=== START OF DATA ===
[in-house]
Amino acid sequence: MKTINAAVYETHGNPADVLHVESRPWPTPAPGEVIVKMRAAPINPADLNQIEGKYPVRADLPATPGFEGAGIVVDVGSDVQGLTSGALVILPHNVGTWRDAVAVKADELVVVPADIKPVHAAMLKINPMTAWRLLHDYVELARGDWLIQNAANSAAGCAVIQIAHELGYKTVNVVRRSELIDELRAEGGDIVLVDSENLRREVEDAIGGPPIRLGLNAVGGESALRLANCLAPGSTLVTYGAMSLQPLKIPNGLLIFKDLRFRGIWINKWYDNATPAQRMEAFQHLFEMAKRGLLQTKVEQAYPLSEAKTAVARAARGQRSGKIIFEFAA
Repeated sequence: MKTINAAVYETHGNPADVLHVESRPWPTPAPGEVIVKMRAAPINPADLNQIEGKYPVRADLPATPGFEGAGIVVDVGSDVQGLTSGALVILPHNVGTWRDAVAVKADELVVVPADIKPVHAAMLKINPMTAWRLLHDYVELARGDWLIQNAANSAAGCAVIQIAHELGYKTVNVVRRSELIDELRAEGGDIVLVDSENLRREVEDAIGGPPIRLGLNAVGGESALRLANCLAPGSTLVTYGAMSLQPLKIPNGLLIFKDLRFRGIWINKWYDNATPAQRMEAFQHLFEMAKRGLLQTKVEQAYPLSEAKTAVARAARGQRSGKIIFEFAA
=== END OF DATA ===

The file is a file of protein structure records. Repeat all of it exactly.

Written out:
[in-house]
Amino acid sequence: MKTINAAVYETHGNPADVLHVESRPWPTPAPGEVIVKMRAAPINPADLNQIEGKYPVRADLPATPGFEGAGIVVDVGSDVQGLTSGALVILPHNVGTWRDAVAVKADELVVVPADIKPVHAAMLKINPMTAWRLLHDYVELARGDWLIQNAANSAAGCAVIQIAHELGYKTVNVVRRSELIDELRAEGGDIVLVDSENLRREVEDAIGGPPIRLGLNAVGGESALRLANCLAPGSTLVTYGAMSLQPLKIPNGLLIFKDLRFRGIWINKWYDNATPAQRMEAFQHLFEMAKRGLLQTKVEQAYPLSEAKTAVARAARGQRSGKIIFEFAA
Repeated sequence: MKTINAAVYETHGNPADVLHVESRPWPTPAPGEVIVKMRAAPINPADLNQIEGKYPVRADLPATPGFEGAGIVVDVGSDVQGLTSGALVILPHNVGTWRDAVAVKADELVVVPADIKPVHAAMLKINPMTAWRLLHDYVELARGDWLIQNAANSAAGCAVIQIAHELGYKTVNVVRRSELIDELRAEGGDIVLVDSENLRREVEDAIGGPPIRLGLNAVGGESALRLANCLAPGSTLVTYGAMSLQPLKIPNGLLIFKDLRFRGIWINKWYDNATPAQRMEAFQHLFEMAKRGLLQTKVEQAYPLSEAKTAVARAARGQRSGKIIFEFAA